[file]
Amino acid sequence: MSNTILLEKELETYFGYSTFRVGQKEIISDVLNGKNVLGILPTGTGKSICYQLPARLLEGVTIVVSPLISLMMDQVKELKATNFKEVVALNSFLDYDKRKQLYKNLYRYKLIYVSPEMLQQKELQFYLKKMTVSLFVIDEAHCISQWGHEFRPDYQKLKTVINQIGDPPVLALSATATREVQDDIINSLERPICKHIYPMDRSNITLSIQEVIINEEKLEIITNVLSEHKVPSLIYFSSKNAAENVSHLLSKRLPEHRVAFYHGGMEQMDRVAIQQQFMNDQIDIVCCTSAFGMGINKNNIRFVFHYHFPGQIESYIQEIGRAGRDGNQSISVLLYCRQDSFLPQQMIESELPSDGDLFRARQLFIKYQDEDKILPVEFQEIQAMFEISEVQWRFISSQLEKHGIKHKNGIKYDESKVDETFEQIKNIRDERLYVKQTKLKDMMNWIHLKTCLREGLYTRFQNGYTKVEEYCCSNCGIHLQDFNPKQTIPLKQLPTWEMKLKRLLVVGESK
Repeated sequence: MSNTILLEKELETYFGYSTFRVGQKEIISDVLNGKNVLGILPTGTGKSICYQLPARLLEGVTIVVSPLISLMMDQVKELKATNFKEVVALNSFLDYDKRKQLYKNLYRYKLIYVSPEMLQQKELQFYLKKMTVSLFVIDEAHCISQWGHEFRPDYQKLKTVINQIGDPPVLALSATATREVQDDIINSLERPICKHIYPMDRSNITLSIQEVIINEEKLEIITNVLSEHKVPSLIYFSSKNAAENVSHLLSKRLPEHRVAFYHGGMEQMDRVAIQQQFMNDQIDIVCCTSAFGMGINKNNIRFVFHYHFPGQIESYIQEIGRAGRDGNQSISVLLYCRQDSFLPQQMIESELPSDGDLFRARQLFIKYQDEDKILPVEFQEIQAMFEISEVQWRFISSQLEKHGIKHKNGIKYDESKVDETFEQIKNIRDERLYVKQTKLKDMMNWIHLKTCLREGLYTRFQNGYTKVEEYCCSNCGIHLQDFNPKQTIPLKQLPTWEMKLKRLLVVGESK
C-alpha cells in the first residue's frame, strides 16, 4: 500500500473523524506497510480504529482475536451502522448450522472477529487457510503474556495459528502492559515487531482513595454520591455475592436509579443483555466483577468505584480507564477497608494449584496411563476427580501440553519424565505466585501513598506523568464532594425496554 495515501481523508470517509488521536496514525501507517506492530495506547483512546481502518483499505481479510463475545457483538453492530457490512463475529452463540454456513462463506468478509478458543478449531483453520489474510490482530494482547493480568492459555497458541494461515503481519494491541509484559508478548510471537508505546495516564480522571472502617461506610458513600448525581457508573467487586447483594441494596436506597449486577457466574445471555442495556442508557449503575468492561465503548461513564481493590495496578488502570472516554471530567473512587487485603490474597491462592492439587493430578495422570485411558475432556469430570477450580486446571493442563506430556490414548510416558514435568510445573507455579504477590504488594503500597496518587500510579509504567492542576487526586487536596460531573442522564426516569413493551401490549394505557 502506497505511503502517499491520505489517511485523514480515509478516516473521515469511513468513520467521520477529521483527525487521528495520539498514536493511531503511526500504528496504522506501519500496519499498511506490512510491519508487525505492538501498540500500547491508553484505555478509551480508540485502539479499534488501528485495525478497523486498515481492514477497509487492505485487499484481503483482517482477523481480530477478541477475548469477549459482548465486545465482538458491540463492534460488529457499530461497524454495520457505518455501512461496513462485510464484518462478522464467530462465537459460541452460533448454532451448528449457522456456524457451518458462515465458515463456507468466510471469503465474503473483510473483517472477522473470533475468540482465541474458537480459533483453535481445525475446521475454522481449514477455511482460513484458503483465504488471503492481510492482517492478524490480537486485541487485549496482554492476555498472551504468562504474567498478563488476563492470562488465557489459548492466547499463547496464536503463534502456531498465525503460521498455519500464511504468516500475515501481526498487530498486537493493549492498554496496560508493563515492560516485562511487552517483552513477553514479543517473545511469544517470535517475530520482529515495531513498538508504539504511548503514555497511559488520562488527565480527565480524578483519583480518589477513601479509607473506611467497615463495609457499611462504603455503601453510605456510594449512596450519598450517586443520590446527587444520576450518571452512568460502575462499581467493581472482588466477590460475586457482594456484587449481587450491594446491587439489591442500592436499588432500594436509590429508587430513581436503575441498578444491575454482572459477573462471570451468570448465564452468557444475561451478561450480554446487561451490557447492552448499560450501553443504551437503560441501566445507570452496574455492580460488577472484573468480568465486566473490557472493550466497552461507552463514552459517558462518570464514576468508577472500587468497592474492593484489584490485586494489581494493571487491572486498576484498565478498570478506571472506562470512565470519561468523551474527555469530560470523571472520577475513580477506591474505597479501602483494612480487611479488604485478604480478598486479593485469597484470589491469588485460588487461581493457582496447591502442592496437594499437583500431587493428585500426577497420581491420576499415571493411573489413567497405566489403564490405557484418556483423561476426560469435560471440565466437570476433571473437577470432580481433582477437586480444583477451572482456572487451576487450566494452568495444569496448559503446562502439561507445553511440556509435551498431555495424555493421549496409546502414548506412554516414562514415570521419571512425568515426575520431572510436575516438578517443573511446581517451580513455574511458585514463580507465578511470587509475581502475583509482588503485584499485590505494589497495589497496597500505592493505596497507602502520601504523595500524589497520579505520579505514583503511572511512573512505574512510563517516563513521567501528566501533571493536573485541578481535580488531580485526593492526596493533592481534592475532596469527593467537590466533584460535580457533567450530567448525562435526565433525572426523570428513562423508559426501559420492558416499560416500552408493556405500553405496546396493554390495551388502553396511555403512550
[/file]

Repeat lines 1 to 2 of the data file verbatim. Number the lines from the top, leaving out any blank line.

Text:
Amino acid sequence: MSNTILLEKELETYFGYSTFRVGQKEIISDVLNGKNVLGILPTGTGKSICYQLPARLLEGVTIVVSPLISLMMDQVKELKATNFKEVVALNSFLDYDKRKQLYKNLYRYKLIYVSPEMLQQKELQFYLKKMTVSLFVIDEAHCISQWGHEFRPDYQKLKTVINQIGDPPVLALSATATREVQDDIINSLERPICKHIYPMDRSNITLSIQEVIINEEKLEIITNVLSEHKVPSLIYFSSKNAAENVSHLLSKRLPEHRVAFYHGGMEQMDRVAIQQQFMNDQIDIVCCTSAFGMGINKNNIRFVFHYHFPGQIESYIQEIGRAGRDGNQSISVLLYCRQDSFLPQQMIESELPSDGDLFRARQLFIKYQDEDKILPVEFQEIQAMFEISEVQWRFISSQLEKHGIKHKNGIKYDESKVDETFEQIKNIRDERLYVKQTKLKDMMNWIHLKTCLREGLYTRFQNGYTKVEEYCCSNCGIHLQDFNPKQTIPLKQLPTWEMKLKRLLVVGESK
Repeated sequence: MSNTILLEKELETYFGYSTFRVGQKEIISDVLNGKNVLGILPTGTGKSICYQLPARLLEGVTIVVSPLISLMMDQVKELKATNFKEVVALNSFLDYDKRKQLYKNLYRYKLIYVSPEMLQQKELQFYLKKMTVSLFVIDEAHCISQWGHEFRPDYQKLKTVINQIGDPPVLALSATATREVQDDIINSLERPICKHIYPMDRSNITLSIQEVIINEEKLEIITNVLSEHKVPSLIYFSSKNAAENVSHLLSKRLPEHRVAFYHGGMEQMDRVAIQQQFMNDQIDIVCCTSAFGMGINKNNIRFVFHYHFPGQIESYIQEIGRAGRDGNQSISVLLYCRQDSFLPQQMIESELPSDGDLFRARQLFIKYQDEDKILPVEFQEIQAMFEISEVQWRFISSQLEKHGIKHKNGIKYDESKVDETFEQIKNIRDERLYVKQTKLKDMMNWIHLKTCLREGLYTRFQNGYTKVEEYCCSNCGIHLQDFNPKQTIPLKQLPTWEMKLKRLLVVGESK